One of the questions people often email me about is equipment. There is no shortage of equipment out there that is marketed towards paranormal investigators. Some is custom built specifically for paranormal investigation, while others were simply 'electrical tools'. It also isn't cheap. Some pieces of equipment cost over $300 for one piece of equipment. This is why we say it can become an expensive hobby. Not everyone has a spare $300 in their pocket to splash on a piece of equipment they may or may not find useful. So what do you need in your 'kit' if you are starting out?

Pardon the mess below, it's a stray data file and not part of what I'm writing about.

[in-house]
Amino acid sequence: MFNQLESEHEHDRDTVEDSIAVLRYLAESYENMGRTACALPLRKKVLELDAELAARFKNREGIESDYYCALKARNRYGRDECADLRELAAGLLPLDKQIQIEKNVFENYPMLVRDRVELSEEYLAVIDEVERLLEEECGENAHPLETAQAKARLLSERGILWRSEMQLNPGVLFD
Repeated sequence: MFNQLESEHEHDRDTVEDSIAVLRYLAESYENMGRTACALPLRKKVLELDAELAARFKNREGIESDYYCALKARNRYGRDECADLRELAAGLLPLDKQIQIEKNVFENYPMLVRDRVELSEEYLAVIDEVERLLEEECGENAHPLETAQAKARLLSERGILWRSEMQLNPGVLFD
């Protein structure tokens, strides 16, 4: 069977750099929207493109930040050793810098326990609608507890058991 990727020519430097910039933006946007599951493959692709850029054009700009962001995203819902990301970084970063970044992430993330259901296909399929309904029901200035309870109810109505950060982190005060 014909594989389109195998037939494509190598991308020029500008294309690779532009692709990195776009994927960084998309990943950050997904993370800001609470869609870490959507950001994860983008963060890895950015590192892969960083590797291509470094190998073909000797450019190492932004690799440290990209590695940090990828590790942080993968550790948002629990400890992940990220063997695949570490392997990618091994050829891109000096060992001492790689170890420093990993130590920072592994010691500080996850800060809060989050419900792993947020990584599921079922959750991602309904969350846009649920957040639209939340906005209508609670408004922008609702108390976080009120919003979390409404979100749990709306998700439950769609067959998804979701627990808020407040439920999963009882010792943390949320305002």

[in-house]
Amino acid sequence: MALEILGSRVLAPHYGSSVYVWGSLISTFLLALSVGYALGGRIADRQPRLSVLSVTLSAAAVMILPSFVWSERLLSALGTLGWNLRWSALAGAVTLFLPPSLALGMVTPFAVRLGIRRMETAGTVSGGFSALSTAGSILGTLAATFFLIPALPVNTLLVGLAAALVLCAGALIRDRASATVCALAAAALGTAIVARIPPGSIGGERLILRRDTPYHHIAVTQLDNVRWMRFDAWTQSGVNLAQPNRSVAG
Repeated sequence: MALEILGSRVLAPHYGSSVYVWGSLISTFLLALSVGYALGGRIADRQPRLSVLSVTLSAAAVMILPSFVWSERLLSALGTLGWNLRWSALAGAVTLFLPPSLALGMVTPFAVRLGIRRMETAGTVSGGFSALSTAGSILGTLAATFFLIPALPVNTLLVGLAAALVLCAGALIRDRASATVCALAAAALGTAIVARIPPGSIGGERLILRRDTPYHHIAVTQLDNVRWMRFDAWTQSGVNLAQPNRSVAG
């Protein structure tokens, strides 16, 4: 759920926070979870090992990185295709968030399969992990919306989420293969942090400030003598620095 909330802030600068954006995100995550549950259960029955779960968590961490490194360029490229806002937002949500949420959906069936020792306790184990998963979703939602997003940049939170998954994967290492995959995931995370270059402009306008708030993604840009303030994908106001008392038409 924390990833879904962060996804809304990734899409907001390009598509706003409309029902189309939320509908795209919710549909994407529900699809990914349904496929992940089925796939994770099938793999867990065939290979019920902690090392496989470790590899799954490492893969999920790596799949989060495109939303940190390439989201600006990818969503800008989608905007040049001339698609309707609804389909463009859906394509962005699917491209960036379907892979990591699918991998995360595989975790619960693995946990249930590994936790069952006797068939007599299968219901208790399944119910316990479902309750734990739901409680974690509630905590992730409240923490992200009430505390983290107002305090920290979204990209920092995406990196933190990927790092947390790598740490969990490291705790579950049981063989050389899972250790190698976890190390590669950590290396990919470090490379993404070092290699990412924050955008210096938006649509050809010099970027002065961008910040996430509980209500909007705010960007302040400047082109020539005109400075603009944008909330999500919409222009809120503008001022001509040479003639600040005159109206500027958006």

This is what I believe to be a staple item. A digital recorder is used to record your paranormal investigation sessions. You play back your recording to see if you can hear any voices that you didn't hear with the human ear. It is called an EVP. If you are at a level where you are asking about equipment, you will know what an EVP is. You can get digital recorders ranging from under $30 and upwards of $400. You can even use the voice recording software on your mobile phone. If you are going to use your mobile phone, remember it will interfere with other pieces of equipment if you are using them. For anaylising your EVP, I recommend Audacity. It is free software that allows you to play back, trim and even enhance your clips if you wish. I personally don't enhance EVP's because I believe that when a good EVP presents itself it needs no modification. Remember once you 'enhance' a piece of audio you are changing it. Some people can fall into a trap of over enhancing which can make a simple start sound like a voice thanks to audio pareidolia. If EVP is something you are starting to dive into, you will work out what works for you. Everyone is different. Once you have done a lot of work with EVP, you can start to do more experiments and maybe start using a white noise generator which is said to aid your sessions and then it may be time to invest in a better recorder, but when you are starting out, you don't need to buy a really expensive fancy one. If an EVP is going to happen, it will happen.